MC disputes that the three technically acceptable proposals were essentially technically equal, arguing that the TET, even after being directed not to numerically score past performance, still determined that MC was significantly technically superior to the other offerors. MC contends that the contracting officer ignored the concerns and risks documented by the TET, and improperly made award on the basis of initial proposals without making a cost technical tradeoff.
Source selection officials are vested with a broad degree of discretion to determine the manner and the extent to which they will make use of evaluation results, and they are not bound by the recommendations made by lower-level evaluation panels. Grey Adver., Inc., B-184825, May 14, 1976, 76-1 CPD Para. 325 at 11; PRC, Inc., B-274698.2, B-274698.3, Jan. 23, 1997, 97-1 CPD Para. 115 at 7. In a negotiated procurement with a best value evaluation plan, point scores are useful as guides but do not mandate automatic selection of a particular proposal. PRC, Inc., supra, at 12. Where selection officials reasonably regard proposals as being essentially equal technically, cost can become the determining factor in making award notwithstanding that the evaluation criteria assigned cost less importance than technical factors. The Parks Co., B-249473, Nov. 17, 1992, 92-2 CPD Para. 354 at 4. Moreover, an agency may properly award to a lower rated, lower cost offeror, even if cost is the least important evaluation factor, if it reasonably determines that award to the higher cost offeror is not justified given the level of technical competence available at the lower cost. PRC, Inc., supra, at 12. Here, the record shows that the contracting officer's decision to award the contract to STG was both reasonable and consistent with the RFP's evaluation scheme.
After reviewing the evaluation materials, including the TET's recommendation, the contracting officer concluded that the evaluation indicated that MC and STG were technically equal. She noted that the MC and STG proposals were scored, not including past performance, 39.5 and 42.5, respectively. Their overall score was 88.00 for MC and 87.70 for STG. The contracting officer noted that the supporting narrative stated that both offerors had only weaknesses and no deficiencies in the technical approach and project management factors. The contracting officer further noted that MC had one minor weakness in the technical approach factor and two in the project management factor, while STG had two weaknesses in the technical approach factor. On this basis, she concluded that the offerors were technically equal and awarded to STG because of its lower price. In making the award determination, the contracting officer specifically concluded that there was little risk associated with STG's ability to perform the work.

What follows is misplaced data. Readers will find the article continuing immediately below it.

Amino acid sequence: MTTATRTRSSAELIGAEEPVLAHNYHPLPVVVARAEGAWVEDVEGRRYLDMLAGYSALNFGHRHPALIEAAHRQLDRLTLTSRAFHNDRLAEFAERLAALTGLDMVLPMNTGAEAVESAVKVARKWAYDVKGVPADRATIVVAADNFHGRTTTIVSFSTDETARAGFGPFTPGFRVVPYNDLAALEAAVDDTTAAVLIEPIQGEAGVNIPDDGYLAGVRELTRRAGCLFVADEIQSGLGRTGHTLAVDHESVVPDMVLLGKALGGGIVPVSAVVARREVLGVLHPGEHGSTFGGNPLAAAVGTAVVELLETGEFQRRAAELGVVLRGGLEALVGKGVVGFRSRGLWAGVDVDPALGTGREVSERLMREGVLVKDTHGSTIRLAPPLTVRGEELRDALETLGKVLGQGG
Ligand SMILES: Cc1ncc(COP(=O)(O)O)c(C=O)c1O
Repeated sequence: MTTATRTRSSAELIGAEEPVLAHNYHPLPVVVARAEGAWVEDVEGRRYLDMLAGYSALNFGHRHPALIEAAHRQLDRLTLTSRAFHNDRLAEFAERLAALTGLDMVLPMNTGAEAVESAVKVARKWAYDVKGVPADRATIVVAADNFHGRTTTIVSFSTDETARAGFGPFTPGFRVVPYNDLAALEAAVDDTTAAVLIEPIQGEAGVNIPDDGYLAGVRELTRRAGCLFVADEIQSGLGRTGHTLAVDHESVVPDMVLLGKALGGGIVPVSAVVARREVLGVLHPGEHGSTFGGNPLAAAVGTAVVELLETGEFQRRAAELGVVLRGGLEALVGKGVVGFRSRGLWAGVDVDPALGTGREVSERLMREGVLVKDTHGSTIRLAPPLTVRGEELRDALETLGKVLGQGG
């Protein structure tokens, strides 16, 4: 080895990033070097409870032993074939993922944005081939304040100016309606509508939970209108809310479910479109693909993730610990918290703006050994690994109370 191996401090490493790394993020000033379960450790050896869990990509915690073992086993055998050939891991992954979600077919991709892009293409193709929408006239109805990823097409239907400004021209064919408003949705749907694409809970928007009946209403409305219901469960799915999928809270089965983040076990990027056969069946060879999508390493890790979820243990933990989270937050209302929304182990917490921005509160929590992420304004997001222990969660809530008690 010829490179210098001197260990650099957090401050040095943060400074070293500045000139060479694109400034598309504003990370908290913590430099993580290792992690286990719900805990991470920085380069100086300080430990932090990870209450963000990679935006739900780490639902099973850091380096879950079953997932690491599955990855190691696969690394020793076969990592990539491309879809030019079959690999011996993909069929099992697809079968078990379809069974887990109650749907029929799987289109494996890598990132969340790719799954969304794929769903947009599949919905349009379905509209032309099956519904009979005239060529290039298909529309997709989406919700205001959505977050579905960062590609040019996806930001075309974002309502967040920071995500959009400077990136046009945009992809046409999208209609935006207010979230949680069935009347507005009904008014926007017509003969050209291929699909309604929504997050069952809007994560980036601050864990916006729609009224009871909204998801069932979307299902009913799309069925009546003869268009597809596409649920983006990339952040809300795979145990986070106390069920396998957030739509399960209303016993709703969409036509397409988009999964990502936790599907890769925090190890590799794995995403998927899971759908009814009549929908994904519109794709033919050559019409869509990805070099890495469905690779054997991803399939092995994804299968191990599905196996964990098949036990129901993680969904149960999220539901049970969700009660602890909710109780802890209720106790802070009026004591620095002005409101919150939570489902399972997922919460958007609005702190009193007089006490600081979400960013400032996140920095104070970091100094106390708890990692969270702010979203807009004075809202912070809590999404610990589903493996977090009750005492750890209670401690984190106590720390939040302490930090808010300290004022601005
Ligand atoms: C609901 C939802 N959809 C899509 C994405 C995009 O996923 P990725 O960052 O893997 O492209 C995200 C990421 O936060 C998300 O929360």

The record shows that the contracting officer specifically evaluated the TET's enumerated weaknesses with respect to the proposals, and indicated her agreement or disagreement with the assessments. In the case of the evaluation of STG, in several instances, the contracting officer considered the TET's criticisms to be meaningless and not relevant. Agency Report, Tab D7. For example, under overall management plan, the TET noted a major strength for STG was that it generally described an effective management plan, but cited as a weakness the fact that STG's proposal discussed some irrelevant factors. The contracting officer considered the TET's comments to be meaningless, since the TET had already recognized that STG had presented an effective plan. The record shows that the contracting officer evaluated the TET report and analyzed the weaknesses for each offeror cited by the TET, along with the numerical rating, and concluded that the proposals were technically equal. In sum, the record establishes that the contracting officer reasonably determined that MC's and STG's proposals were technically equal and properly awarded to STG based on its lowest price.
The protester also contends that the agency did not perform an adequate assessment of STG's price proposal. The RFP provided that price would be evaluated for fairness, reasonableness, and appropriateness, without specifying the manner or degree of analysis to which proposals would be subjected. Essentially, the protester is arguing that STG's price was so low that the agency should have had concern about the realism of the proposed price. We note first that the solicitation did not commit the agency to analyze price realism (except, perhaps, in the context of evaluation of the "appropriateness" of proposed prices). Moreover, an allegation that STG submitted an unrealistically low offer provides no basis for protest because there is no prohibition against an agency accepting a below-cost offer on a fixed-price contract. Shel-Ken Properties, Inc.; McSwain and Assocs., Inc., B-261443, B-261443.2, Sept. 18, 1995, 95-2 CPD Para. 139 at 3. In the context of fixed-price procurements, the only potential bases of protest related to an offeror's low price (other than matters related to the offeror's responsibility) are generally that the low price indicates the offeror's lack of understanding of the solicitation's requirements or constitutes an excessive risk. Consolidated Eng'g Servs., Inc., B-279565.5, Mar. 19, 1999, 99-1 CPD Para. 76 at 10. Here, however, STG's price was not significantly lower than the price of other offerors, and we therefore see no legal requirement for the agency to have had concern in that regard.